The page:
Statistical Analysis
Statistics were performed using statistical software (SPSS; SPSS Sciences 19.0, Chicago, IL). Normality of variables was analyzed with the Kolmogorov-Smirnov test. IOP values were analyzed using parametric tests (Student's t-test, ANOVA of repeated measurements and Tukey's contrast test). The bleb was analyzed using nonparametric tests (Mann-Whitney U test, Wilcoxon W test, and the Kruskal-Wallis H test). The correlation between IOP and the filtering bleb variables was evaluated using the Spearman correlation test. We also analyzed GFS survival using the Kaplan-Meier method, defining surgical failure as the return to the basal IOP ± 1 mm Hg or the disappearance of the filtering bleb (grade 1 extension bleb) and the log rank test to make comparisons between groups. The level of statistical significance was considered to be P < 0.05. 
Results
IOP
Control Group.
The control group (no adjunctive treatment; n = 42 eyes) exhibited IOP reduction with respect to preoperative values, at all stages of the study, with the exception of day 14. This reduction was statistically significant at 0, 1, 5, and 7 days after GFS (P < 0.01; Fig. 1, Table 1). Mean surgical survival in this group, as a function of IOP, was 11.9 days ± 1.14 (mean ± SE; range, 1–30 days; Fig. 2, Table 2).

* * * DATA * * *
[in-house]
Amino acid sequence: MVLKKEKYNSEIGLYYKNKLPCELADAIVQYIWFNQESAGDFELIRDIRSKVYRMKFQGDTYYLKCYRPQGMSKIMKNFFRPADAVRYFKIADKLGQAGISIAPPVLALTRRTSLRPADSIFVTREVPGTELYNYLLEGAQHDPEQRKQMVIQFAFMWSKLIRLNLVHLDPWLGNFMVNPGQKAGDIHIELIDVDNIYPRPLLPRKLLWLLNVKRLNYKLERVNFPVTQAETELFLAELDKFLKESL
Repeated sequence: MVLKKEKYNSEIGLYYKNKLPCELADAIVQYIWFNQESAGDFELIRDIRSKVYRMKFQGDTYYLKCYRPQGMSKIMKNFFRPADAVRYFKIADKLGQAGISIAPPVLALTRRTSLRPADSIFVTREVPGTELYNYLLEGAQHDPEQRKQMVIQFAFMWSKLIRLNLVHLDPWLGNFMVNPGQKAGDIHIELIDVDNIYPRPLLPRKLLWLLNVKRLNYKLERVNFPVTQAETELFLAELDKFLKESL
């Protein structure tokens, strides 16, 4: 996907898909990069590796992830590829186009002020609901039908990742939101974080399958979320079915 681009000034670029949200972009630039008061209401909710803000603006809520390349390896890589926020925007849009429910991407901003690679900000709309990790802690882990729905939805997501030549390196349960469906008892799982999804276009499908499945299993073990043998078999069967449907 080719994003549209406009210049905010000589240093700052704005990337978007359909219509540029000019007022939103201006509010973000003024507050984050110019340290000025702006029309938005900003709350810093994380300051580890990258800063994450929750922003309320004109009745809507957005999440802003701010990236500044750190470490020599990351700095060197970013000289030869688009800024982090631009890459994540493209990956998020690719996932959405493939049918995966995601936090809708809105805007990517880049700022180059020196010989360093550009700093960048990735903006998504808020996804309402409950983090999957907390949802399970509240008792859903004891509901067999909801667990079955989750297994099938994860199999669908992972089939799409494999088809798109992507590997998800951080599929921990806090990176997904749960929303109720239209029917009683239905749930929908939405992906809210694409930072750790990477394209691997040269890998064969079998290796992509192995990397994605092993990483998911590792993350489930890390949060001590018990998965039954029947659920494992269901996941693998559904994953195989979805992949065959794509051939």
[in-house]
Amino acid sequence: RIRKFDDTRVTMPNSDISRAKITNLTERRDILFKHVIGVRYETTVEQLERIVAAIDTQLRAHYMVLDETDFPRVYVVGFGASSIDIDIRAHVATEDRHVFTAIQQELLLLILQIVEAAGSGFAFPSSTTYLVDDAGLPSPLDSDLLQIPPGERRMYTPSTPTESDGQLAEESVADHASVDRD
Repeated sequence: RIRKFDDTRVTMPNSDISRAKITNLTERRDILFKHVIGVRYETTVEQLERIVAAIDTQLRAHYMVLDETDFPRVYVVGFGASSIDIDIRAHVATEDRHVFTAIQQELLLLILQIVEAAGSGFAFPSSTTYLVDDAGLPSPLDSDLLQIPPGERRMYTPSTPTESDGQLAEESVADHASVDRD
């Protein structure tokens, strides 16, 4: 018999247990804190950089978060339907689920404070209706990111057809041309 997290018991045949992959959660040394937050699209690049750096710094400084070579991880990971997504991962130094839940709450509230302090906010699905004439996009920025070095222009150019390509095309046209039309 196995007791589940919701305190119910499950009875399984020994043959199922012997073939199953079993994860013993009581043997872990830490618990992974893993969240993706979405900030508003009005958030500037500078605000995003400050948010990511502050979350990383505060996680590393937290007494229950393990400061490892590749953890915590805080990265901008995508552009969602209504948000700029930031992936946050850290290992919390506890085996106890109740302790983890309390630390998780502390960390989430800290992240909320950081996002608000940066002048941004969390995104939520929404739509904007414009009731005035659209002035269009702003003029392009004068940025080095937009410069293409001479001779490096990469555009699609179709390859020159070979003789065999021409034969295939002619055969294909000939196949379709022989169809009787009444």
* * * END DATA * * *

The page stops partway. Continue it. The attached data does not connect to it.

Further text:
Figure 1
 
Evolution of mean IOP (mm Hg) over time, in the control group. *Statistically significant differences with respect to basal IOP.
Figure 1
 
Evolution of mean IOP (mm Hg) over time, in the control group. *Statistically significant differences with respect to basal IOP.
Figure 2
 
Analysis of surgical survival as a function of IOP by means of the Kaplan-Meier method.
Figure 2
 
Analysis of surgical survival as a function of IOP by means of the Kaplan-Meier method.
Table 1
 
IOP Values in the Control Group
Table 1
 
IOP Values in the Control Group
Time, d Mean SD
Pre 9.39 1.61
0 3.29 4.07
1 6.49 2.73
5 7.56 1.32
7 7.88 1.93
14 9.44 2.05
21 8.59 2.11
28 8.86 1.49
Table 2. 
 
Mean Survival (Days) of the GFS as a Function of IOP in Each Group
Table 2. 
 
Mean Survival (Days) of the GFS as a Function of IOP in Each Group
Group Mean Survival
1 21.6
2 16.6
3 13.1
4 22
5 16.5
6 11.3
7 16.6
8 11.9
Study Groups.